Text: Genesis 22:1-19.
Our College-Age Group used Brian McLaren’s book We Make the Road by Walking over this past summer. The book is intended to be a type of Narrative Lectionary and provides a weekly commentary that walks through the entire Bible, following the traditional church calendar. McLaren offers a refreshing perspective on these familiar stories. I was so intrigued by his perspective on our text today, that I felt compelled to share it. After all, if we are honest, this is a disturbing story to our modern ears. Why would God demand that Abraham kill his own son, especially in light of the years of waiting he had to go through to get him?
Here’s what McLaren says,
The dominant theory of God in Abraham and Sarah’s day taught that the gracious God who gives human life would also demand human life as a sacrifice. So when Abraham believed God was commanding him to kill Isaac, he was being faithful to a traditional model of how God and life worked. We might wish that Abraham had argued over this theory, just as he did when he believed God was about to destroy the cities of Sodom and Gomorrah. But strangely, what Abraham did for two cities he refrained from doing for his own son.
So, one day Abraham led Isaac up a mountain. He piled stones into an altar, tied up his son, and placed him on the stones. He raised the knife, and once again, it seemed too late. But at that last possible instant, Abraham saw a ram nearby, its horns stuck in a thicket. Suddenly he realized that God had provided a ram to sacrifice in place of Isaac, his son. What a powerful new insight! Animal blood could please or appease their God as a substitute for human blood!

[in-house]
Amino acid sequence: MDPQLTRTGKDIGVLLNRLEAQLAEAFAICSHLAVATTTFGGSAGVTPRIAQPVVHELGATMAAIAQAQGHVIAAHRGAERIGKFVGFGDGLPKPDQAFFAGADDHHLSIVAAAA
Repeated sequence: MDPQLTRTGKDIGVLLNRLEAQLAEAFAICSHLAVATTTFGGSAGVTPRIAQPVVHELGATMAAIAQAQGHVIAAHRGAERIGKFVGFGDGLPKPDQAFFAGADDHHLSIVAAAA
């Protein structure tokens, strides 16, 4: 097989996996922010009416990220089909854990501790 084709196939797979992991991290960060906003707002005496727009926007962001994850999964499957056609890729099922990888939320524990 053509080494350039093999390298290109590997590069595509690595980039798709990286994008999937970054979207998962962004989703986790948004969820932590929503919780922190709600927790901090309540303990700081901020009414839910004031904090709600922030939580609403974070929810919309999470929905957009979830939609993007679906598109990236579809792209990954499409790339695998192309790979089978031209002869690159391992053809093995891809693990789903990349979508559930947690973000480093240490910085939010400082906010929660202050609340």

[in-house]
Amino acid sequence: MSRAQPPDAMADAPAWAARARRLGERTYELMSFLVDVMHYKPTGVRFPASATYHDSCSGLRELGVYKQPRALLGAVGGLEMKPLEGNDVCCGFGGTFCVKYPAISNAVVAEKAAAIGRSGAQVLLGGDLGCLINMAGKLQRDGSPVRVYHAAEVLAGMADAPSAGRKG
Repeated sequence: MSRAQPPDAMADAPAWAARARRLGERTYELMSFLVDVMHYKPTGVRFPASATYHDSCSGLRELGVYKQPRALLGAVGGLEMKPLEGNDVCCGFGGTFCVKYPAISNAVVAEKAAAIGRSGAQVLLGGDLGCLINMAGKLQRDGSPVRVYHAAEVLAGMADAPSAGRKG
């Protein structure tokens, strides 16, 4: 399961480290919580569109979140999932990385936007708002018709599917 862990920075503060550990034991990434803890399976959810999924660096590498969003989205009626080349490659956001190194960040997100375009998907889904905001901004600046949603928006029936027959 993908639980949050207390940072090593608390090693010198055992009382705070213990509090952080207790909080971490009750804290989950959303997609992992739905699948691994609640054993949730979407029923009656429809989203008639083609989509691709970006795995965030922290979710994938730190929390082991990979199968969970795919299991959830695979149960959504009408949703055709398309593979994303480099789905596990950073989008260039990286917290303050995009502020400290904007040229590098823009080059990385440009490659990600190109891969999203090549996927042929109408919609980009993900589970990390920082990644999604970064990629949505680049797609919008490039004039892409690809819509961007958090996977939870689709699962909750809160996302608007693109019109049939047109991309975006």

It was commonplace in the ancient world for a man to lead his son up a mountain to be sacrificed to his deity. It was extraordinary for a man to come down the mountain with his son still alive. Through that ancient story, Abraham’s descendants explained why they had changed their theory or model of God, and why they dared to be different from their neighbors who still practiced human sacrifice. It wasn’t too late to challenge widely held assumptions and change their theory of God!
Mclaren goes on to suggest that the ongoing story of God in the world is that God is continually challenging our ways of thinking about God and moving us toward ever more life-giving practices that promote aliveness and wholeness as the creative process of God continually unfolds.
We often get stuck in one way of thinking about God–usually encrusted in a doctrinal statement or ritual–and then cling to that thing as if it is God. I’m sure Abraham was tempted to cling to Isaac in this way. Abraham had to be willing to let go of the very thing that he identified as God’s promise in order to be in authentic, dynamic relation with God.
This is an important lesson for us today. God is continually cultivating new soil in which the promise of aliveness and life for the whole world can grow. What are you holding on to today that, if God were to ask you to give it up, you would struggle to let go of it?